Earlier today, the Los Angeles Dodgers officially announced an 8 year extension with outfielder Matt Kemp for 160 million dollars. The contract had been announced by sources a few days ago, but wasn’t officially confirmed until now.
I previously looked at the reported terms and came to the conclusion that it was a solid deal, if not a discount for the Dodgers.
As a fan, it’s hard not to be happy about the deal, but there’s still an analytical side that needs to come into play. As such, here’s the breakdown of the contract with WAR and Value projections.
I gave Matt Kemp a baseline of .300/.375/.525/.900 with a wOBA of .385. Accounting for the fact that it’s a considerable regression from .324/.399/.586/.986 and a .419 wOBA in 2011, I don’t think I’m unrealistic in projecting these offensive totals.
As for his defensive metrics, he’s been about -6 runs over ~5100 innings in center field according to DRS and about -16 runs over the same span according to FRAA. Over a full season, it averages out to a range between -2.5 and -3.5.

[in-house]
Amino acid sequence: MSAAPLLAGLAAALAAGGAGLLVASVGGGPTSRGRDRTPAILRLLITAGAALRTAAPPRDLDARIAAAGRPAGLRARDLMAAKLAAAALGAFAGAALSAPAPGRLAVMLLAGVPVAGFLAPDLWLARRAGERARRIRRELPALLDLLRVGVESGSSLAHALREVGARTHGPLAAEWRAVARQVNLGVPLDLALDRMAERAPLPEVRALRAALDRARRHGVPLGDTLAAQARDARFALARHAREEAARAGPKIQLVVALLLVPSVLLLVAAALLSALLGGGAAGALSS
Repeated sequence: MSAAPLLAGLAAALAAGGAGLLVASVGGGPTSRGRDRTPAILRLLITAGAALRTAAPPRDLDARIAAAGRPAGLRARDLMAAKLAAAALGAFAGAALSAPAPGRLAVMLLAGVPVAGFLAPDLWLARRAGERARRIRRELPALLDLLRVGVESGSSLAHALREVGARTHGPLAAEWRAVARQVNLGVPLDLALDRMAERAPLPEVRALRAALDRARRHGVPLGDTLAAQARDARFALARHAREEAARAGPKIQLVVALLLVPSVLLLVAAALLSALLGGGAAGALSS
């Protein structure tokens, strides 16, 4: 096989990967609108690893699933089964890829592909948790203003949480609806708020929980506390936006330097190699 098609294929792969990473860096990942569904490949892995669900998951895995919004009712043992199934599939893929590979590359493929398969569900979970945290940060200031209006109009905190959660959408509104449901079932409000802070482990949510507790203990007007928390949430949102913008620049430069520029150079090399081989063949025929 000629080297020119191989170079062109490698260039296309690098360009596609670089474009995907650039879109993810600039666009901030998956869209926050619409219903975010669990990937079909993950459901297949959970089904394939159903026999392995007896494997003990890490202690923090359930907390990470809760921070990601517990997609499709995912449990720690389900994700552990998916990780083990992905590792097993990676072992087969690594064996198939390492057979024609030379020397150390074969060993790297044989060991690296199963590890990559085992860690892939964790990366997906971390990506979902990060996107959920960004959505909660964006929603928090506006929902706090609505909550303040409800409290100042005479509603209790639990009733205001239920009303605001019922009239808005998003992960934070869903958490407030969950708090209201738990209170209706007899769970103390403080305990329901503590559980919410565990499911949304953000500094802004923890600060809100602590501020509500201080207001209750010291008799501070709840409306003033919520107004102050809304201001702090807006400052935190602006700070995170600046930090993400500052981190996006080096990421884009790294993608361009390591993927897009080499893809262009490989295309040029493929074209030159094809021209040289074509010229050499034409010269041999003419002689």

Overall, the full breakdown is 33 offense, 3.5 baserunning, -3 defense, 22.5 replacement, and 2.5 position.
It was hard to find a baseline for Matt Kemp because his 2010 completely throws a wrench into his development trend. However, I did my best to be realistic.
The WAR regression was done by assuming Kemp maintains his baseline production from ages 27-29, starts to fall off gradually every year from 30-32, and starts declining from 33-34.
While it’s easy to run with the assumption that Kemp will continue to be an 8 win player and use that as a baseline, the prudent thing to do was account for a solid amount of regression and start there. Even with that factored in though, Kemp’s extension should be a good deal for the Dodgers, especially considering that it’s harder to attain surplus value from elitely paid players and that surplus value from elite players is of far greater value when compared to the same from average or mediocre ones.